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Airlines Altimeters vs 5G Technology: What are the important concerns ?

Airlines Altimeters vs 5G Technology: What are the important concerns ?

Airlines Altimeters vs 5G Technology: What are the important concerns ?

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The allocated frequency bands  to Airline industry and 5G technology have close frequencies which can create interference

 

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Airlines have raised many critical concern that the rollout of  new 5G mobile technology in the United States could cause potentially dangerous interference with aircraft systems.

Airlines Altimeters infect measure the distance between an aircraft and the ground, a vital instrument when landing at night or during bad weather.

Two telecom operators Verizon and AT&T were doing roll out  of their networks on Wednesday but agreed to delay their rollout near region of airports.

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Here are some important points related to this.

The  spectrum C-Band frequencies used for 5G networks are close to those used by the device altimeters of airplanes.US telecom operators were allocated frequencies between 3.7 and 3.98 gigahertz for their 5G telco networks which costs them around billions of dollars.

But the air aviation authorities have raised the concerned that the frequencies used by the telco mobile companies are too close for bands which are used by aircraft’s radio device altimeters, which operate between critical bands 4.2 and 4.4 GHz.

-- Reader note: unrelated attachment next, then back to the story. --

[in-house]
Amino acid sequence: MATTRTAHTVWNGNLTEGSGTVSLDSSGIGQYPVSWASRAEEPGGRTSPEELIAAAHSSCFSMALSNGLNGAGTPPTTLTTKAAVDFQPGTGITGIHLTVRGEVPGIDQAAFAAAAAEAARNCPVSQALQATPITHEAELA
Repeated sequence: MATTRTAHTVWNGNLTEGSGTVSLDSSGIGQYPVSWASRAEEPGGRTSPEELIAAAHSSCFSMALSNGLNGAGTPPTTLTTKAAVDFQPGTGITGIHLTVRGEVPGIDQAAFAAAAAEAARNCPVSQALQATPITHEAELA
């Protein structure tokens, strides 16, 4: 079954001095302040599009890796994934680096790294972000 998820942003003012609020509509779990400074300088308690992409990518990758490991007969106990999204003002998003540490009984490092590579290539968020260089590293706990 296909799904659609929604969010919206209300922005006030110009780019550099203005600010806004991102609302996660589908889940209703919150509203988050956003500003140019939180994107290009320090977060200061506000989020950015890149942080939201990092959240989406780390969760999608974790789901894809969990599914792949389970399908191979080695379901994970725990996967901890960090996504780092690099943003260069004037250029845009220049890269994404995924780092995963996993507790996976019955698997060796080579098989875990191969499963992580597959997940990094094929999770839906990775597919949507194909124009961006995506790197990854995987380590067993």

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There are chances of interference as the bands of frequencies are very close and there is no guard band and safety measures are required to avoid interference.

“The concern is that the narrow gap between the upper 5G frequency in the US and these frequencies is close enough to potentially cause interference as aircraft are on approach to land,” Nigel Linge, telecommunications professor at the University of Salford in the UK, told AFP

Aircraft makers Airbus and Boeing have raised the same potential risks of interferences to the US transportation secretary in December. The 5G rollout was then delayed until January 19 following a request from the Federal Aviation Administration to ensure the system is safe.

“If there’s the possibility of a risk to the flying public, we are obligated to restrict the relevant flight activity until we can prove it is safe,” the FAA says on its website.

 

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